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Osteoarthritis Cartilage. 1996 Dec;4(4):251-61.

Effect of diacetyl rhein on the development of experimental osteoarthritis. A biochemical investigation.

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Osteoarthritis Department, Lilly Research Centre Ltd., Windlesham, Surrey, UK.



To investigate the effect of diacetyl rhein (DAR) on the synthesis, turnover and composition of cartilage in an experimental model of osteoarthritis in beagle bitches.


Osteoarthritis was induced in mature beagle bitches by the transection of the cranial cruciate ligament. Six animals received DAR 20 mg/kg daily for 11 weeks. A matched group received empty capsules daily for the same period. At 11 weeks, articular cartilage was examined for the ratio of the 6:4-sulfated disaccharides of chondroitin and the tissue concentration of hydroxyproline and glycosaminoglycan. In addition, labeling studies were performed to estimate the effect of DAR on proteoglycan synthesis and turnover.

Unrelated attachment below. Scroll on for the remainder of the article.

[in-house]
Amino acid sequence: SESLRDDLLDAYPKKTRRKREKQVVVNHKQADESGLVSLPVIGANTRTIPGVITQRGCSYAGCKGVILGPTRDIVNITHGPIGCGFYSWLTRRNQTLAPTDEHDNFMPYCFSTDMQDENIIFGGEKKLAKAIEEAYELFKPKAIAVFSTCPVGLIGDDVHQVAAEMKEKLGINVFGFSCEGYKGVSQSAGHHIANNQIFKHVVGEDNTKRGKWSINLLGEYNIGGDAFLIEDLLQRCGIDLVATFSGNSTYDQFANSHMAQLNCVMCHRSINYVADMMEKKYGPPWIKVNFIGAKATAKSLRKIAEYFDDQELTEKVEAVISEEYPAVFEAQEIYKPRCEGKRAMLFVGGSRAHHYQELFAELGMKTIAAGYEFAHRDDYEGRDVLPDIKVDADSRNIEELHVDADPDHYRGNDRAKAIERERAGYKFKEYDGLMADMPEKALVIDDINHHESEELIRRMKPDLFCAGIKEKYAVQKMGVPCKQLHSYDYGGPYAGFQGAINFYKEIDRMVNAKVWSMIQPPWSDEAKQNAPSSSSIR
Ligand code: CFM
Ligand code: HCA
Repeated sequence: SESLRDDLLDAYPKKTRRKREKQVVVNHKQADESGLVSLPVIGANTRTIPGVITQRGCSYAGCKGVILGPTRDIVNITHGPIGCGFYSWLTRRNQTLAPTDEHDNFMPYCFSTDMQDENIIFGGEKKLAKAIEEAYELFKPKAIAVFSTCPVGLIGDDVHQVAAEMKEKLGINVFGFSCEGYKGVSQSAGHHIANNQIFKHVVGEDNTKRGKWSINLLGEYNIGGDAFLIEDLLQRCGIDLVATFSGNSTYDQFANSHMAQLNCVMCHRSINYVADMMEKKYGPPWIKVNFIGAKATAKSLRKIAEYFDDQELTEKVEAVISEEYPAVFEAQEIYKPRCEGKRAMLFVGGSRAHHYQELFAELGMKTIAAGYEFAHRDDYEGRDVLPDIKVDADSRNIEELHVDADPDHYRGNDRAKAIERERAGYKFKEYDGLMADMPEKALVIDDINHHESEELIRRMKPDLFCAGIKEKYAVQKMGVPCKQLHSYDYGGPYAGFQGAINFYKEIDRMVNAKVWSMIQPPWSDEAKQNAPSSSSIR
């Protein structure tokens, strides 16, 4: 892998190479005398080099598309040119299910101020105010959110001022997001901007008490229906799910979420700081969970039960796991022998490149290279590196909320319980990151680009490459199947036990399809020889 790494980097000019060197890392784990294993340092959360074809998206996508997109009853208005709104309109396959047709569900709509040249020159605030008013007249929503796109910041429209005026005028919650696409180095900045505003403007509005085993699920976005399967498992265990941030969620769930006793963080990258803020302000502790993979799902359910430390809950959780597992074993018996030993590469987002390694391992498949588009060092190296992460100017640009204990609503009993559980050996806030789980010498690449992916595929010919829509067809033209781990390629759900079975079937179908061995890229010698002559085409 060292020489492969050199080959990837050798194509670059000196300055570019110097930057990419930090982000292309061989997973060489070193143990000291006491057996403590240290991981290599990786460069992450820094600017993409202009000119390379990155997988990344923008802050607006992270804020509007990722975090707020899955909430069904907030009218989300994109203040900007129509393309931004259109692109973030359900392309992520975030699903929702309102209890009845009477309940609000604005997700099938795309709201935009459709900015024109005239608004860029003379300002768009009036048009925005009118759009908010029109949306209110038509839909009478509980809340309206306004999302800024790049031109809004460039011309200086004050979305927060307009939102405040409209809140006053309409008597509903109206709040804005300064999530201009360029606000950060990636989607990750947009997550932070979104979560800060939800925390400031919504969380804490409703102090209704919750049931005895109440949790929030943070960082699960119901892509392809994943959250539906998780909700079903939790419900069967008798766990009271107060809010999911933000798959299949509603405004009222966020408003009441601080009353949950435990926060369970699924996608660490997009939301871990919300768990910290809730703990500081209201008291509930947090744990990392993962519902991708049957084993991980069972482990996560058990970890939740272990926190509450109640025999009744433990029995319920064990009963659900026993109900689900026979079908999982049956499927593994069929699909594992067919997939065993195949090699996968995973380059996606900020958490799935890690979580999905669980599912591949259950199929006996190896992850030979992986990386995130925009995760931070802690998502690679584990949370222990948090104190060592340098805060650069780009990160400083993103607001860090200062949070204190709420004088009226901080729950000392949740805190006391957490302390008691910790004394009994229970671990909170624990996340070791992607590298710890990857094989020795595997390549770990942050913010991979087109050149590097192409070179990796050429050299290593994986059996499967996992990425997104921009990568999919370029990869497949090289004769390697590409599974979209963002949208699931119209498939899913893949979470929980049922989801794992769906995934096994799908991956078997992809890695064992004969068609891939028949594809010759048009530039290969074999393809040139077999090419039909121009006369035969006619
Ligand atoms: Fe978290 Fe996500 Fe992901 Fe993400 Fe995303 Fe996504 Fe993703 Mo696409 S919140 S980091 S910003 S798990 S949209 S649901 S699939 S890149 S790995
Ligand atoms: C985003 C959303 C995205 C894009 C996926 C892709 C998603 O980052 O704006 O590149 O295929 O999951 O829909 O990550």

DAR had no effect on body weight or food consumption but induced a mild diarrhea and slightly increased the incidence of vomiting. DAR tended to reduce proteoglycan synthesis, however, DAR did reduce proteoglycan turnover in the femoral cartilage. DAR produced changes in the composition of the osteoarthritic cartilage that could only partly be accounted for by changes in hydration and/or swelling. In addition, it was noted that induction of osteoarthritis increased the ratio of chondroitin 6-sulfated to chondroitin 4-sulfated disaccharides; DAR reduced the ratio in tibial plateau cartilage from osteoarthritic joints compared with untreated tissue from osteoarthritic joints. DAR showed moderate reduction on the biosynthesis of proteoglycans. DAR also produced a reduction in proteoglycan turnover from all anatomical areas compared with non-treated controls in both the lateral and medial femoral condyles.


DAR was well tolerated by the experimental animals, but did not produce significant changes in the synthesis or turnover of proteoglycans. The slight reduction in proteoglycan synthesis may prove to be biologically significant after chronic dosing. DAR's effects on the hydroxyproline and glycosaminoglycan content suggest, however, that it must influence the swelling of cartilage and loss of glycosaminoglycan. This indicates that small changes can translate, to significant differences in cartilage composition over an 11-week time period.

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